And finally, for a completely different take on quilting arts, you must see Deb Lacativa's blog, More Whiffs, Glimmers, and Left Oeuvres.  Deb dyes and discharges fabric she finds and uses her pieces to build up layers and layers of fabrics as you would add paint to an abstract painting.  Her work is nonobjective, but it always has meanings and secrets she works in to surprise.  She sells both her dyed fabric and her completed works off her site.
                                                  Tell 'em all I sent you! 

now I have to go find a squirrel for tomorrow's post...

Monday, October 20, 2014

rinehart cites stationer

Far away there in the sunshine are my highest aspirations. I may not reach them, but I can look up and see their beauty, believe in them, and try to follow where they lead. (Louisa May Alcott)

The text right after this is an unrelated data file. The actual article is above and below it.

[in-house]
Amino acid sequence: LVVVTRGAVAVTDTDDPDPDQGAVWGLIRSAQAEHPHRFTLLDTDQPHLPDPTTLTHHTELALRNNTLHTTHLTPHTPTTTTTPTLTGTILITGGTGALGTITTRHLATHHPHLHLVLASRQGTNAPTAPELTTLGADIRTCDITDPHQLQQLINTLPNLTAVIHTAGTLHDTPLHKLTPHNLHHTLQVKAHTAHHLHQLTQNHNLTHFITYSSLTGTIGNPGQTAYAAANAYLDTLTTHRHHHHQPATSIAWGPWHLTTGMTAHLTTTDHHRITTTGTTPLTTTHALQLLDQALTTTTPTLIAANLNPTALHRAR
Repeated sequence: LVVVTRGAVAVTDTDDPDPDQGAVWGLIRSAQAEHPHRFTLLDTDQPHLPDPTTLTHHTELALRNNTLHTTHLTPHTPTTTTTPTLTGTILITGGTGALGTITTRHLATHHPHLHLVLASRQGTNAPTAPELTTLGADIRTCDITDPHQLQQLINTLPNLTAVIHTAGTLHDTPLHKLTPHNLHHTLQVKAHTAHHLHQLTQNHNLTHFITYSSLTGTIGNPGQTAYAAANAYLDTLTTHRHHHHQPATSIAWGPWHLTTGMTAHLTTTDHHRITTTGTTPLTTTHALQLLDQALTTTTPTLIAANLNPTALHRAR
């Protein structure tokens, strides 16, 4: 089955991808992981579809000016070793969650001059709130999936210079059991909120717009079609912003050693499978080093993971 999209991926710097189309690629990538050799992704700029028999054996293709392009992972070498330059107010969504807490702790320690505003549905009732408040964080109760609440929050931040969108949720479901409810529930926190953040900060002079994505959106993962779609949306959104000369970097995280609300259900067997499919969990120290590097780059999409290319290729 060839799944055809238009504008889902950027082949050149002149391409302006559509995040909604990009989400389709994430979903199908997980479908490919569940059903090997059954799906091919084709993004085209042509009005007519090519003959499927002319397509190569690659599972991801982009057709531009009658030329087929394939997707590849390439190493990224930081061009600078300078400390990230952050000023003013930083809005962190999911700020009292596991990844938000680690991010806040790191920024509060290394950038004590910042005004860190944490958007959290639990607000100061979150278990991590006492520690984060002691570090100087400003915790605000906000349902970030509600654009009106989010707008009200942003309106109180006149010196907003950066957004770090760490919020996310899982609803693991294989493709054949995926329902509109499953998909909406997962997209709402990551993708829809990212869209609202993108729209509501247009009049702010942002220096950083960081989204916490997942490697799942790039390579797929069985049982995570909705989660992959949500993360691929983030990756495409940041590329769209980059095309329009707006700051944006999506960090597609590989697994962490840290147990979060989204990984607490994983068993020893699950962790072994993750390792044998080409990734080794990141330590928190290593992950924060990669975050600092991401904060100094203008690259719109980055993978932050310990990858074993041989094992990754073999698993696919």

Today I went tot he appliance store, got a salesman who was so nervous I had to finish all his sentences.  In theory I spent a ton of money.  In reality I walked out with my dignity and some ideas.  I nixed the high, HIGH end and took myself down a peg to more normal.  I love love love a giant industrial refrigerator with a glass panel in the door, drool all over it but reality tells me that my unmatched Tupperware and half eaten rotisserie chickens wouldn't look 'pretty' in there.  So I banned windows in the refrigerator and 'saved' a couple thousand dollars.  I went down two notches in the dishwasher, I'm perfectly happy with the KitchenAid I have now, all I care about is it being quiet and it is.  Saved hundreds.  And the range-  I took my want list from a 48" 8 burner 2 oven giantess back to the way *I* cook and I'm back to a 36" model in a less expensive model that has everything I want-  saved $1500 plus it comes in these colors, I just pick and they deliver-  cool!
I may have to add this to my color wheel page!